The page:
Tax refund fraud is a big problem, and the IRS is doing everything possible to prevent it. The Journal of Accountancy reported recently that, because much of the fraud involves criminals getting refund direct deposits sent to their own accounts, the Treasury Inspector General for Tax Administration recommended that the IRS limit the number of refunds that can be deposited into a single account.

Beginning January 2015, there will be a limit of three electronic direct deposits of refunds to a single account or debit card. Large households with more than three refunds going into a single family account will need to either set up separate accounts for the individuals or receive the rest of the refunds (over the three refund limit) by paper checks. In order for a refund to be directly deposited, it must be going to an account bearing the taxpayer’s name.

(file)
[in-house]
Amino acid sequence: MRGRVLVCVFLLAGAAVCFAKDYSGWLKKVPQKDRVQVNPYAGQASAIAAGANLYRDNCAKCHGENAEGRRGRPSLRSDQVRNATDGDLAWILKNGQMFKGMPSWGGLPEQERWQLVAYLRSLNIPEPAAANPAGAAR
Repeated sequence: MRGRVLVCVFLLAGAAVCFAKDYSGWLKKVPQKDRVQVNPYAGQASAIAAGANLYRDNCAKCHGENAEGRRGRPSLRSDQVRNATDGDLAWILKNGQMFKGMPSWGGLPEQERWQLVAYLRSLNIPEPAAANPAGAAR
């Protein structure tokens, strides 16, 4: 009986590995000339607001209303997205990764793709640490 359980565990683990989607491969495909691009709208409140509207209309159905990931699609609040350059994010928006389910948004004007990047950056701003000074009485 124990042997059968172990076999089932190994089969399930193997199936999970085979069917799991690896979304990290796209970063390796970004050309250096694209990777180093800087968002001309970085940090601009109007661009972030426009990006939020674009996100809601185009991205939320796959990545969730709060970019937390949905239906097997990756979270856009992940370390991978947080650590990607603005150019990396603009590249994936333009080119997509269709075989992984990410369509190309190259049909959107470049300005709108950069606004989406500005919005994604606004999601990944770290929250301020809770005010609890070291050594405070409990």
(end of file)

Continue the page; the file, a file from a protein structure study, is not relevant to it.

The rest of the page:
The IRS also points out that tax preparers are not allowed to receive payment of their fees by submitting a joint Form 8888 to split refunds with taxpayers, and they aren’t allowed to have their clients’s refunds deposited into their own accounts.